Smoking pot has long been a continental pastime in North America. A great portion of the population was getting high on pot even when it was illegal and somewhat difficult to procure. Now that it has been legalized to some degree, I imagine a greater portion of the population will indulge in weed on a consistent basis, which is all fine and well if you see no harm in a vast segment of the population being high regularly. I have no desire to wade into the “alcohol is worse than pot” debate or embroil myself in any individual rights arguments, but regardless of the substance, I do find it alarming that getting wasted has become an acceptable, perhaps even necessary, precondition for living in our modern world.
On the one hand, I see the legalization of cannabis as nothing more than an enterprising ploy to collect more taxes for national coffers as governments around the world scramble to get in on what is proving to be a formidable cash cow. On the other hand, I suspect governments in the West are using the liberalization of pot as another means through which to keep populations placated and docile. When I imagine Westerners smoking a good joint after a hard day’s work, I cannot help but think of Huxley’s soma in Brave New World. A few puffs and all problems dissolve. Everything is swell again and the world becomes a happy, peaceful place – at least until the following morning beyond which another hard day awaits.
Once again, I must stress that I am rather indifferent to the whole topic of drugs. My general view of drug use is disapproval, but I believe the choice to indulge or not indulge in drugs, or even alcohol for that matter, rests at the level of the individual. For example, I drink alcohol occasionally, but rarely to the point of total inebriation. Sure, my past is filled with its fair share of benders, but over the years, I have learned that getting sauced on a consistent basis is less than optimal and has profound negative effects on every aspect of life. In addition, I have seen my fair share of alcohol-related tragedy to recognize the danger embedded in booze. At the same time, I am somewhat perturbed by the casual belief that cannabis is essentially an innocuous drug. Perhaps it is if used infrequently it might be, but the chronic pot smokers I have known all displayed signs of weed’s adverse effects. Most prominent among these was a pronounced dulling of the mind.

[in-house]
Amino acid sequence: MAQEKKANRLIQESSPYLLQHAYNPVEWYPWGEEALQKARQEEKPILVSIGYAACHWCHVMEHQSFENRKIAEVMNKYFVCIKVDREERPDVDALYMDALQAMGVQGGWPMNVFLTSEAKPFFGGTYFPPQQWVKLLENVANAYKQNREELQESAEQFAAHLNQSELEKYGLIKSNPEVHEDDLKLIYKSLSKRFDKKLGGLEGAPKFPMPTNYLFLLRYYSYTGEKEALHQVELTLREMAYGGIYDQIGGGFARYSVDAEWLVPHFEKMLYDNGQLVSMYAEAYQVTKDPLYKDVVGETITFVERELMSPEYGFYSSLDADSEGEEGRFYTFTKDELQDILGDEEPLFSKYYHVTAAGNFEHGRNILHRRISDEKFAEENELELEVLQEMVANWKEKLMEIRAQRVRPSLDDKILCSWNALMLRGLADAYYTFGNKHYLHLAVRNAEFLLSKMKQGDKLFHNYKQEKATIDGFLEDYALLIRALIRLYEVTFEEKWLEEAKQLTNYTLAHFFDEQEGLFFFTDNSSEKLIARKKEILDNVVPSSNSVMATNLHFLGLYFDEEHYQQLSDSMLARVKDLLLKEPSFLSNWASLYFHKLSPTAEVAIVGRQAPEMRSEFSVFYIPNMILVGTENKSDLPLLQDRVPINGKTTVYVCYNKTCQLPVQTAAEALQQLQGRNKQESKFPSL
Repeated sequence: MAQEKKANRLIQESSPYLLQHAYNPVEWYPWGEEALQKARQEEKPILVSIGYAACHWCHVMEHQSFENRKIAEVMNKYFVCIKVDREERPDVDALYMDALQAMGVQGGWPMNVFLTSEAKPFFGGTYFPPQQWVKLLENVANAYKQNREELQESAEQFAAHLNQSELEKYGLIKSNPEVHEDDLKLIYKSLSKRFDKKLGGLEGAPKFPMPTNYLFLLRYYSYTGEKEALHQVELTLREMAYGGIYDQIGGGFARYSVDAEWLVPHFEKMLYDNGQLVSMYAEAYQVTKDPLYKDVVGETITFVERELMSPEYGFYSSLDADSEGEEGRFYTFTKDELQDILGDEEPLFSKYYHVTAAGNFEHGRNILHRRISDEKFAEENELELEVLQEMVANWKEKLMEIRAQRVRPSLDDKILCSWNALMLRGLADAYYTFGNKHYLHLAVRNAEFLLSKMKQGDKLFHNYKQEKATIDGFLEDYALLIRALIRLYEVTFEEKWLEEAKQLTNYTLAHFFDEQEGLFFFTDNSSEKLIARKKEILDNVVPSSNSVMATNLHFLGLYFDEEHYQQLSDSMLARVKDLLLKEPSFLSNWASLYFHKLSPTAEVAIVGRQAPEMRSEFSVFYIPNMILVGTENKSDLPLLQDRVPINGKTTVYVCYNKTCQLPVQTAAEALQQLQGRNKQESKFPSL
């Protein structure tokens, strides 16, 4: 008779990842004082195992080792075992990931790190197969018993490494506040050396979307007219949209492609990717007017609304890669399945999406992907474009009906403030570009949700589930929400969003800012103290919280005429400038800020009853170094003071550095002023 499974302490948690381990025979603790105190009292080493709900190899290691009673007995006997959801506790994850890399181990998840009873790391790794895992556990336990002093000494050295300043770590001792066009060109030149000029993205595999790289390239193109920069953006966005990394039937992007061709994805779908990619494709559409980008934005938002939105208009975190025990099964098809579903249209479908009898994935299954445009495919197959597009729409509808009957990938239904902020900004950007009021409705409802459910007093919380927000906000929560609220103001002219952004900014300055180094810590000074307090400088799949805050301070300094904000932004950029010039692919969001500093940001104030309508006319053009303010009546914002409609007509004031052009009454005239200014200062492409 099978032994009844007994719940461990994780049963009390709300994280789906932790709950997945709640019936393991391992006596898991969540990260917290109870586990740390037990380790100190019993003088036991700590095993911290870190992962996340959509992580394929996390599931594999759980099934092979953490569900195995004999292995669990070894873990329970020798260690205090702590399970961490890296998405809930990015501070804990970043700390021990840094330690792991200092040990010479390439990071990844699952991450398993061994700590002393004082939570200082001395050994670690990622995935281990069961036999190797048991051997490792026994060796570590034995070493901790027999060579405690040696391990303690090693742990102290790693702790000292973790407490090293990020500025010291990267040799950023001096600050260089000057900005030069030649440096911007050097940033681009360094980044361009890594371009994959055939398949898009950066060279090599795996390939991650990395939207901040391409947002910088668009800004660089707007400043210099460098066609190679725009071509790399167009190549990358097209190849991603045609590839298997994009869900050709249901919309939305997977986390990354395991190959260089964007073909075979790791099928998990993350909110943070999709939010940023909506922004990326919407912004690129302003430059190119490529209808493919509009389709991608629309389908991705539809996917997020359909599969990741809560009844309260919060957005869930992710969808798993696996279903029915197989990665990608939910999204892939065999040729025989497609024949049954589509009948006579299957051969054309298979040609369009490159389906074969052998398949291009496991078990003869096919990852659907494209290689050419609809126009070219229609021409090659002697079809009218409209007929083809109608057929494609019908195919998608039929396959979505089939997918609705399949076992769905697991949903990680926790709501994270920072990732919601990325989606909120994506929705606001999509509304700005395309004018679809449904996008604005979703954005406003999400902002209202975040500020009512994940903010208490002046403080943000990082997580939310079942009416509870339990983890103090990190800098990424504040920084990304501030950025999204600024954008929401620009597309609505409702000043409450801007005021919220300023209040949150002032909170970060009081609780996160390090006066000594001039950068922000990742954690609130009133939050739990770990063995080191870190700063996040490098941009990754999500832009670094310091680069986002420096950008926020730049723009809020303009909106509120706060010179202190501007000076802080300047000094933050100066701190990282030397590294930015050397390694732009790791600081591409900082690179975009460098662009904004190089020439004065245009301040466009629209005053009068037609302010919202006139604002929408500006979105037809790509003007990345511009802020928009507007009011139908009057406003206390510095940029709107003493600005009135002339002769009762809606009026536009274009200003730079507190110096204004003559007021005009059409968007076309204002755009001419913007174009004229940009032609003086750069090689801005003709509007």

Being high or inebriated alters consciousness, and perhaps there are times when an altered state of consciousness brought about by intoxication may feel good or put one in the right mood for celebration or relaxation, but I have never really understood the persistent need to alter the state of one’s consciousness through drugs or alcohol. To be sure, addiction comes into play, but in my mind, the constant desire to be drunk or high reveals something has gone terribly wrong at the spiritual level.
New streams of income aside, I suspect the Establishment is using the deregulation of banned substances as further means of population control. A “high” population is a docile and happy one, and docile, “happy” people is exactly what the Establishment is aiming for short-term. In the long-term, the Establishment is primarily interested in the destruction of souls. With increased legalized drugs, the Establishment can essentially kill two birds with one stone. It can help people cast themselves further into the pits of spiritual crisis while simultaneously and beneficently offering the populace a hedonistic means through which to escape the suffering and emptiness inherent in individual and national spiritual crises.
Stoned people are much easier to stone.